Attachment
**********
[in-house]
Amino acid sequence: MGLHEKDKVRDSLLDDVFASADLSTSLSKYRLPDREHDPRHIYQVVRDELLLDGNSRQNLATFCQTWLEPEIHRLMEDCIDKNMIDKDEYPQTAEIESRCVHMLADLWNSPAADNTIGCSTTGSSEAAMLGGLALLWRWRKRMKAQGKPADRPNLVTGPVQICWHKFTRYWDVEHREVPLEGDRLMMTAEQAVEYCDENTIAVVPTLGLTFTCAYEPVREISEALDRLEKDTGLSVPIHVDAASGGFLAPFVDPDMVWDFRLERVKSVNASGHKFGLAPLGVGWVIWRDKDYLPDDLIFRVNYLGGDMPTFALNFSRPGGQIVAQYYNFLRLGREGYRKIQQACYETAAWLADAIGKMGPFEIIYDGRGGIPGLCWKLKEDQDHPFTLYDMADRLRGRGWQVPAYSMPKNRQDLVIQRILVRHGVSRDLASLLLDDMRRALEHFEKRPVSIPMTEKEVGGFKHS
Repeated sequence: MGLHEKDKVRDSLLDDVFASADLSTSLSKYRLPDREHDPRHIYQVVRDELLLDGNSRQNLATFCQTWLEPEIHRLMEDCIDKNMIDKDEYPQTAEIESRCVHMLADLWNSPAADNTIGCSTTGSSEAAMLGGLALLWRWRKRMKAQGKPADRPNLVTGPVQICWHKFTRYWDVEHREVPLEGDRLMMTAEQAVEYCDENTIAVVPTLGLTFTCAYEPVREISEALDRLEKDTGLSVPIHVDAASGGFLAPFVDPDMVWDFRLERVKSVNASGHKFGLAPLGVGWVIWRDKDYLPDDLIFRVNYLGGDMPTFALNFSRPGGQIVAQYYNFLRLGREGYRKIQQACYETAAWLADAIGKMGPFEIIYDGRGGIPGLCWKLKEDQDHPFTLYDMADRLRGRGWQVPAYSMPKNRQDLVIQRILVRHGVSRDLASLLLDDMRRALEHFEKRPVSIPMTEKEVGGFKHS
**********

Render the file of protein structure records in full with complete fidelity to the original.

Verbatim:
[in-house]
Amino acid sequence: MGLHEKDKVRDSLLDDVFASADLSTSLSKYRLPDREHDPRHIYQVVRDELLLDGNSRQNLATFCQTWLEPEIHRLMEDCIDKNMIDKDEYPQTAEIESRCVHMLADLWNSPAADNTIGCSTTGSSEAAMLGGLALLWRWRKRMKAQGKPADRPNLVTGPVQICWHKFTRYWDVEHREVPLEGDRLMMTAEQAVEYCDENTIAVVPTLGLTFTCAYEPVREISEALDRLEKDTGLSVPIHVDAASGGFLAPFVDPDMVWDFRLERVKSVNASGHKFGLAPLGVGWVIWRDKDYLPDDLIFRVNYLGGDMPTFALNFSRPGGQIVAQYYNFLRLGREGYRKIQQACYETAAWLADAIGKMGPFEIIYDGRGGIPGLCWKLKEDQDHPFTLYDMADRLRGRGWQVPAYSMPKNRQDLVIQRILVRHGVSRDLASLLLDDMRRALEHFEKRPVSIPMTEKEVGGFKHS
Repeated sequence: MGLHEKDKVRDSLLDDVFASADLSTSLSKYRLPDREHDPRHIYQVVRDELLLDGNSRQNLATFCQTWLEPEIHRLMEDCIDKNMIDKDEYPQTAEIESRCVHMLADLWNSPAADNTIGCSTTGSSEAAMLGGLALLWRWRKRMKAQGKPADRPNLVTGPVQICWHKFTRYWDVEHREVPLEGDRLMMTAEQAVEYCDENTIAVVPTLGLTFTCAYEPVREISEALDRLEKDTGLSVPIHVDAASGGFLAPFVDPDMVWDFRLERVKSVNASGHKFGLAPLGVGWVIWRDKDYLPDDLIFRVNYLGGDMPTFALNFSRPGGQIVAQYYNFLRLGREGYRKIQQACYETAAWLADAIGKMGPFEIIYDGRGGIPGLCWKLKEDQDHPFTLYDMADRLRGRGWQVPAYSMPKNRQDLVIQRILVRHGVSRDLASLLLDDMRRALEHFEKRPVSIPMTEKEVGGFKHS